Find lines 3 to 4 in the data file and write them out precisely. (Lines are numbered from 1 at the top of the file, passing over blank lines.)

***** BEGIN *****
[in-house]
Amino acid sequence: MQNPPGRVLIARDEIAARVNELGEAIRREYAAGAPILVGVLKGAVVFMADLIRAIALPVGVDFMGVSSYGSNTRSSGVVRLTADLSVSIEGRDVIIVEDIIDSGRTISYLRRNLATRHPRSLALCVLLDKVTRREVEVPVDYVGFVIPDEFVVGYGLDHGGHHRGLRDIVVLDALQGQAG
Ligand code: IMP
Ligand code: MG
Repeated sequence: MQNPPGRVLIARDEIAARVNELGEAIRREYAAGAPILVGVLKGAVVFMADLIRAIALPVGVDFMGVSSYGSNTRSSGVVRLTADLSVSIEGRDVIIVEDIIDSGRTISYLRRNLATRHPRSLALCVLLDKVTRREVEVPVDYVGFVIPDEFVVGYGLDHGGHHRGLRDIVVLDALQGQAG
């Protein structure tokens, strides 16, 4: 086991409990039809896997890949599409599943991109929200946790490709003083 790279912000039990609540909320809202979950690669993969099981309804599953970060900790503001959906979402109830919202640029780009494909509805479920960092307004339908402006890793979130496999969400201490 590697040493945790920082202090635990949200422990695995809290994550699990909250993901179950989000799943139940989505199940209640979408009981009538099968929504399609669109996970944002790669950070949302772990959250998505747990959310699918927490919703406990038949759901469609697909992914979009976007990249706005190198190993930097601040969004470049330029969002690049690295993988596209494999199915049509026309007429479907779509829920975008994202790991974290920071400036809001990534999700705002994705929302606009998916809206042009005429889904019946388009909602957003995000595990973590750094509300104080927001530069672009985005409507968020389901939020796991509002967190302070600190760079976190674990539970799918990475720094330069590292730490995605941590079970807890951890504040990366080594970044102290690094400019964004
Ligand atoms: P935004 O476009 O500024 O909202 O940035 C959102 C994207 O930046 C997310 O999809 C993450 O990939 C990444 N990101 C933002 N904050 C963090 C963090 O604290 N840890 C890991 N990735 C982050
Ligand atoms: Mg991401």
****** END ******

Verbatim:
Ligand code: IMP
Ligand code: MG